The third ‘change agent’ which neither Marx nor Schumpeter paid a clear attention is the Government. But today Government wants a fair share in the cake. And that, is the invisible virus that is set to plague our society, if we are not mindful of it. The virus is return/retention of political power. The bargaining process gets extremely complicated when it becomes a game of three players. The first lesson of Resource and environmental economics that each undergraduate learns and ponders;— why both market and government fails in allocating resources to drive engagement in building a new institutional arrangement that can deliver change for a larger purpose for common good in a humanistic paradigm.
Owners of big business/capital try to create channels to directly negotiate for give and take with the Government. These 'big boys' fail to come up with effective ways of problem solving, as they have 'pledged their hearts' to the Government. No matter what they do, they are assured of the larger share of stimulus cake. As a result, the citizens suffer, environment gets exploited and civilization faces extinction.
In the 21st century, it is absolutely essential to understand the Natural Laws. Once, we understand it, capital will come with ideas that will foster man-made technology and empowered human beings who are capable and wanting to add economic value. New sectors will emerge delivering services for robust soil, healthy nutrition, pollution-free air and cancer-free water.
The intellectual debate now needs to be at a higher plane to resolve more complex relation among nature , labour, capital, market, government and other institutions which shapes the societal reality. Here, financial stimulus is only a means to achieve a goal of utopia. Real progress can come through new imagination, ideas and capability of the leaders, movers and shakers of change.
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Pandemic Leads to Destruction of Fast Fashion
20th Century Business Model Miserably Fails with the Arrival of the Pandemic
The cat-walk fashion brands depended on cheap women labor from Bangladesh for the last 40 years.
It so happens that Bangladesh is the pollution heaven for the western multinational brands. Overnight, with the emergence of COVID-19 the demand for cheap labor evaporated leaving 2 million women jobless and ~100 million USD order cancellation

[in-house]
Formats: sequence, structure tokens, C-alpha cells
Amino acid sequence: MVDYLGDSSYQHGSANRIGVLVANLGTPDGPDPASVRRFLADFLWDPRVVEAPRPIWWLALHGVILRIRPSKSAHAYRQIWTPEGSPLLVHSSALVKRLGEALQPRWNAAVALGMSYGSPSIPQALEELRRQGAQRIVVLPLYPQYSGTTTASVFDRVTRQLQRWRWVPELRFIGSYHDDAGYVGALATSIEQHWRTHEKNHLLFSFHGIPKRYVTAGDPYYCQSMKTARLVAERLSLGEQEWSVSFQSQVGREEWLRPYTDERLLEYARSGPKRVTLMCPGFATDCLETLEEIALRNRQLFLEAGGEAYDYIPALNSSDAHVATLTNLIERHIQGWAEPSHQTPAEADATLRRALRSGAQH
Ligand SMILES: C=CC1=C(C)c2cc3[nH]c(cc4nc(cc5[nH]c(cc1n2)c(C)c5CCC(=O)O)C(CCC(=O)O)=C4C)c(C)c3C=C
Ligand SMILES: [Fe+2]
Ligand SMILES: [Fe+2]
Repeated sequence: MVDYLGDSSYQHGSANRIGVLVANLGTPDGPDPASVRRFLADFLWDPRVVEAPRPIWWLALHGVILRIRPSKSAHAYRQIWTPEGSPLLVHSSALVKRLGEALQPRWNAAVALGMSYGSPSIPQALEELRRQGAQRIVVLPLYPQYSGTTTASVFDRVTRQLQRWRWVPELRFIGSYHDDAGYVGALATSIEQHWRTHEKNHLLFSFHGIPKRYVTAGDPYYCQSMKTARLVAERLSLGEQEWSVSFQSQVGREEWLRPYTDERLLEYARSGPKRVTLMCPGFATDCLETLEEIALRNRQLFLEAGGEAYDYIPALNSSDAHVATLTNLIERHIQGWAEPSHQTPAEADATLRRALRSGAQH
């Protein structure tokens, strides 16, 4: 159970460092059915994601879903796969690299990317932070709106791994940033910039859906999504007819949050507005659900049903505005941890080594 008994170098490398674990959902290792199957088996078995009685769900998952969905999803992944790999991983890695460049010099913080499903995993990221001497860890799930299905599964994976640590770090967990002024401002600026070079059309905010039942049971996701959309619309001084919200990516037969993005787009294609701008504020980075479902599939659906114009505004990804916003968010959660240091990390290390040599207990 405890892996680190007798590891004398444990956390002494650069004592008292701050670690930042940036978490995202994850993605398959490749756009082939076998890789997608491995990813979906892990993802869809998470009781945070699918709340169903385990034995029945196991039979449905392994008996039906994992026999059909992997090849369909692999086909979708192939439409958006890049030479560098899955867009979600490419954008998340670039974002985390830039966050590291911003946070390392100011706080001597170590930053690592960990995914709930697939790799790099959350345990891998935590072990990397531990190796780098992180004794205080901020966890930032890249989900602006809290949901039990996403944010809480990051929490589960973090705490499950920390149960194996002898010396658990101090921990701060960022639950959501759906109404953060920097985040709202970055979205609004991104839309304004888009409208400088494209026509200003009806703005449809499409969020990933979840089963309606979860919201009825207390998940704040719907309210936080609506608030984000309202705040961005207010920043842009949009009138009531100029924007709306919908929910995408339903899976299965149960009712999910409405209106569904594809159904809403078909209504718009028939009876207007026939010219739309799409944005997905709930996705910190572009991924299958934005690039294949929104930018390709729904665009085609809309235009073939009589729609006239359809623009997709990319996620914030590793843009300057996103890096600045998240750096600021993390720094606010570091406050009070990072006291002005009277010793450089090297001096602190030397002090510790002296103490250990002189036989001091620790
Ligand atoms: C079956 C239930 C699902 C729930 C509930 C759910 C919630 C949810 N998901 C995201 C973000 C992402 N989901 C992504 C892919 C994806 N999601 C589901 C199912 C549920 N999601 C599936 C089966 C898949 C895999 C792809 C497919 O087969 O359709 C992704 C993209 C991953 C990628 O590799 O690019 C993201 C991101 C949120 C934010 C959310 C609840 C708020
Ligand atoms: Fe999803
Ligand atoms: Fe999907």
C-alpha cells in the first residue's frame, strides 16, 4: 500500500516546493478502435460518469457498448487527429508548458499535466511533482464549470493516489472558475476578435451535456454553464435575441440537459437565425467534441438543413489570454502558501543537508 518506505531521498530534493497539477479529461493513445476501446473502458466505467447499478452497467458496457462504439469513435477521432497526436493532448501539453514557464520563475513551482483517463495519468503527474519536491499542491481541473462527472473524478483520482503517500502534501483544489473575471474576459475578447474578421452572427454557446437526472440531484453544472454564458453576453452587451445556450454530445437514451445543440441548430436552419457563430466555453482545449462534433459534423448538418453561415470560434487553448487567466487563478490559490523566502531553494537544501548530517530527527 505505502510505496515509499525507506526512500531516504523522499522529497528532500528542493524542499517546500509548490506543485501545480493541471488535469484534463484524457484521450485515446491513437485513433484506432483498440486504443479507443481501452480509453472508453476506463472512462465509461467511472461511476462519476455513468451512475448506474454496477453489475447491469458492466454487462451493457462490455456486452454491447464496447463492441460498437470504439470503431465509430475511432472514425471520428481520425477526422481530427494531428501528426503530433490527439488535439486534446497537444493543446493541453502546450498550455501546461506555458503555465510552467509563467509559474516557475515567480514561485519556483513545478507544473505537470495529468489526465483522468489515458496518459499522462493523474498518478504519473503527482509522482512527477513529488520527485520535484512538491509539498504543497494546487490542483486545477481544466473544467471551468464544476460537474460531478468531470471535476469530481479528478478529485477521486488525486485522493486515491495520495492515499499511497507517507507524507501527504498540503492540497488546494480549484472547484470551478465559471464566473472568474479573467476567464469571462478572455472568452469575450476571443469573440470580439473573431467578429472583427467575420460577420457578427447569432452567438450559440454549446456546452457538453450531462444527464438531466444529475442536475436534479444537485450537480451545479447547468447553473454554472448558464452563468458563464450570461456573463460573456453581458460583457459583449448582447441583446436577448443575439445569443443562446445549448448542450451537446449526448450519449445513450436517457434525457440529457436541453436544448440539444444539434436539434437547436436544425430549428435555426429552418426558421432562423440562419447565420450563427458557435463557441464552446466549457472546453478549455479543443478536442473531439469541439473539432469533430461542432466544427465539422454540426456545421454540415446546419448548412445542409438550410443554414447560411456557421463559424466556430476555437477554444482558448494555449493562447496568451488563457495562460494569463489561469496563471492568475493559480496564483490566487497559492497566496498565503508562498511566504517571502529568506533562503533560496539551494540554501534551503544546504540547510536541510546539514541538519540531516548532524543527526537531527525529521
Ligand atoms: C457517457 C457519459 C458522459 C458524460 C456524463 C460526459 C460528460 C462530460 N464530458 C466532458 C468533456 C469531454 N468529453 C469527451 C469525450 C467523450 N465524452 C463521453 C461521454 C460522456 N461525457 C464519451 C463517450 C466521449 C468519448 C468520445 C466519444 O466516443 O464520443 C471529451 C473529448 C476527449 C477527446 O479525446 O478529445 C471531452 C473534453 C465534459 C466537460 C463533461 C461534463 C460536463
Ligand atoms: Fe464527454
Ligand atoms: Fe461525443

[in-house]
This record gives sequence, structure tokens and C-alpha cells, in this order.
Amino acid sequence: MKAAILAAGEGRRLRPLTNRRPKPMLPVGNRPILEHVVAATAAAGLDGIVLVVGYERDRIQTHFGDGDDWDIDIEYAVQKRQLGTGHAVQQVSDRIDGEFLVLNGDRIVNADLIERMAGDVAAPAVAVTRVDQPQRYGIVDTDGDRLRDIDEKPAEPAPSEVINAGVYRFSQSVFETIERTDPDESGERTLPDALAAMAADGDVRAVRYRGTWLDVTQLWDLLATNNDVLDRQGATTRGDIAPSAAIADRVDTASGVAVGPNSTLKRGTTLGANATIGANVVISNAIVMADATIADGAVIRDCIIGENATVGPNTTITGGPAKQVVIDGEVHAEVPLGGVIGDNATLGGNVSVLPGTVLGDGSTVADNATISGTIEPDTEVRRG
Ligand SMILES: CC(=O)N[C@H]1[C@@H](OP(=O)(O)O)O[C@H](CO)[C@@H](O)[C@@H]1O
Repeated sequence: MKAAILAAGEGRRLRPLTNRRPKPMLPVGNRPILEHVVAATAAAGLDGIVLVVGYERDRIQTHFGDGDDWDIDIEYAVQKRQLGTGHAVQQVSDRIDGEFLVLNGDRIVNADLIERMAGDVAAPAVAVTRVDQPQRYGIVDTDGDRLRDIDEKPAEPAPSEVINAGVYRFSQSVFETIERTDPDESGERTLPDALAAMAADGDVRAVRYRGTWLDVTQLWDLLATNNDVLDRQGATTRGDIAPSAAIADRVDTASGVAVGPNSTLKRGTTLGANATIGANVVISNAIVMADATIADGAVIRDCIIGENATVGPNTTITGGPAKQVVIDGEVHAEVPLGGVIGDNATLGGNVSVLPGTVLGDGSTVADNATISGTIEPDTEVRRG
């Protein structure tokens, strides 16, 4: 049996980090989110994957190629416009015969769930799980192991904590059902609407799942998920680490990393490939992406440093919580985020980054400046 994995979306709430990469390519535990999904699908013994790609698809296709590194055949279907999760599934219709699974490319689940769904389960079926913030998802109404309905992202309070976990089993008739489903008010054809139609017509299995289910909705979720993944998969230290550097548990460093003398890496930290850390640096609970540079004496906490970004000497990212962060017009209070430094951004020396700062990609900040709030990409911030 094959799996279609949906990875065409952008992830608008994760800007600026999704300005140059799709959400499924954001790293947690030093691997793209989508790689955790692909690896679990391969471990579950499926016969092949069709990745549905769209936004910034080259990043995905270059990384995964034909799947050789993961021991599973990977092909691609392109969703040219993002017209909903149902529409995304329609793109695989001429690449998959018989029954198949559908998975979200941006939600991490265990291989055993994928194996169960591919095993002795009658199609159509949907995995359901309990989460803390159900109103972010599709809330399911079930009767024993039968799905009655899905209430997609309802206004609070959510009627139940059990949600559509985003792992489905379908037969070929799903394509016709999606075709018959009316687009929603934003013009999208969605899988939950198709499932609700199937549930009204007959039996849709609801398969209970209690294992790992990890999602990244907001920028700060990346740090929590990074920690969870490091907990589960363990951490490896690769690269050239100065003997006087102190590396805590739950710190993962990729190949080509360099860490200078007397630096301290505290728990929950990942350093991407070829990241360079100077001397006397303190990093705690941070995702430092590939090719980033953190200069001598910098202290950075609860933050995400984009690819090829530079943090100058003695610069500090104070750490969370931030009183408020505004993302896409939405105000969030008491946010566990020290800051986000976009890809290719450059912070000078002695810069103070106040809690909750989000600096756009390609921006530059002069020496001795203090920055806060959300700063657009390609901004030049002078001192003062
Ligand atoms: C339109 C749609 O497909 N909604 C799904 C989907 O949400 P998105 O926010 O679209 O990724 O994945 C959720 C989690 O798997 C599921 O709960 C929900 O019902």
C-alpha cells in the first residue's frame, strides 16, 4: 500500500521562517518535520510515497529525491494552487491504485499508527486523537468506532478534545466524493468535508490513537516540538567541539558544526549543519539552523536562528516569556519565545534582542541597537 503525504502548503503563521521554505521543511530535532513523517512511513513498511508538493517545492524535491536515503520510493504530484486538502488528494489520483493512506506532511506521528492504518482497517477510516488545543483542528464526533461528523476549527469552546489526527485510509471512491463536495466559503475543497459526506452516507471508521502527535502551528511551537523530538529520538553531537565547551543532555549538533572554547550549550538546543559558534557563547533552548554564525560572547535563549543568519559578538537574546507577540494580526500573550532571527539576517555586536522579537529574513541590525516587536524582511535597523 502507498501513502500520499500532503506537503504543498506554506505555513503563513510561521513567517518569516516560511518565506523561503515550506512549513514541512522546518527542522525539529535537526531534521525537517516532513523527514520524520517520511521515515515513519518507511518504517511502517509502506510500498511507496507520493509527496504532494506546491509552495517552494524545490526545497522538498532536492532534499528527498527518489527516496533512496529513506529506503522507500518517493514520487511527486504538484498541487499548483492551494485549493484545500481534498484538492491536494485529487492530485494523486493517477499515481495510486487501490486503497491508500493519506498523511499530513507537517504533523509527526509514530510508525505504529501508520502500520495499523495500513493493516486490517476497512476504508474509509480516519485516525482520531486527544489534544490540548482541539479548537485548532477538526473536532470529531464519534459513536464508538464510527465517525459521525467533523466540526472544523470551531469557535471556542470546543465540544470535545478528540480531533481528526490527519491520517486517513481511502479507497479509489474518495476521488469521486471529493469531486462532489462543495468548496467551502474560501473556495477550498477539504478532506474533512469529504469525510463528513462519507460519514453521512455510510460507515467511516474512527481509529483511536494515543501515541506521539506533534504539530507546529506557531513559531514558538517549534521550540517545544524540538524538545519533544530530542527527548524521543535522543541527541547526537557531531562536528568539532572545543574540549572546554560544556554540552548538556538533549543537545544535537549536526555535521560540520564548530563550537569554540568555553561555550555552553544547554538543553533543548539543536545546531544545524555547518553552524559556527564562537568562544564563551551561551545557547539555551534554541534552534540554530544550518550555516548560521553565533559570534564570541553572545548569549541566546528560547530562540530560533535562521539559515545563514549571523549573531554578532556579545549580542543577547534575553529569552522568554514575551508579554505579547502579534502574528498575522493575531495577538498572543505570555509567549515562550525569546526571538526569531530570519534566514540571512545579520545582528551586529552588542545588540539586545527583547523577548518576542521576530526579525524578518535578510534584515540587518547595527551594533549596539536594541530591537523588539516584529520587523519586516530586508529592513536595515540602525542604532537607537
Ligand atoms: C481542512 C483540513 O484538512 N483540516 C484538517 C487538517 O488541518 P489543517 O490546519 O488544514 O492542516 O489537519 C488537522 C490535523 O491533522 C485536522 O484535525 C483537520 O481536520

Scene Setting for Rapid Economic Growth in Bangladesh
After Independence in 1971 Bangladesh adopted export-led economic growth strategies. With traditional human skill in textile, tailoring and design put Bangladesh in comparative advantage. Extensive financing support through back-to-back Letter-of-Credit added to that. Conscious decision to rebuild the economy focusing on social sector development led to multiple women empowerment programmes. Women’s participation in the labor force increased manifold over time from 4% in 1974 to 35.6% in 2016 and RMG sector employs nearly 4.4 million people, where around 3.5 million workers are female. RMG, accounts for 84% of all exports and contributes to little over 11% to the GDP and have fluctuated between 15%-11% in past five years . This innovative social development led economic progress agenda provided large-scale employment opportunities to underprivileged and vulnerable women and contributed significantly in their economic and social empowerment in Bangladesh. Global Fashion brand got cheap labor.
The Harsh Realities of Re-orienting Economic Growth
Global Lockdown of non-essentials product market devastated the Global Supply chain. Bangladesh Ready Made Garment (RMG) sector faced severe disruption in supply chains since the crisis first erupted in China. Dependency ratio of Bangladesh on China for raw materials and Physical Capital like machinery is very high. These exclusive exportable goods producing manufacturing units had to close or reduce their activities. In addition, consumption demand contracted in the USA and EU, the major export destinations of Bangladesh’s RMG. Many garment retailers and fashion brands from USA and EU cancelled orders and some denied to pay for the ready produce.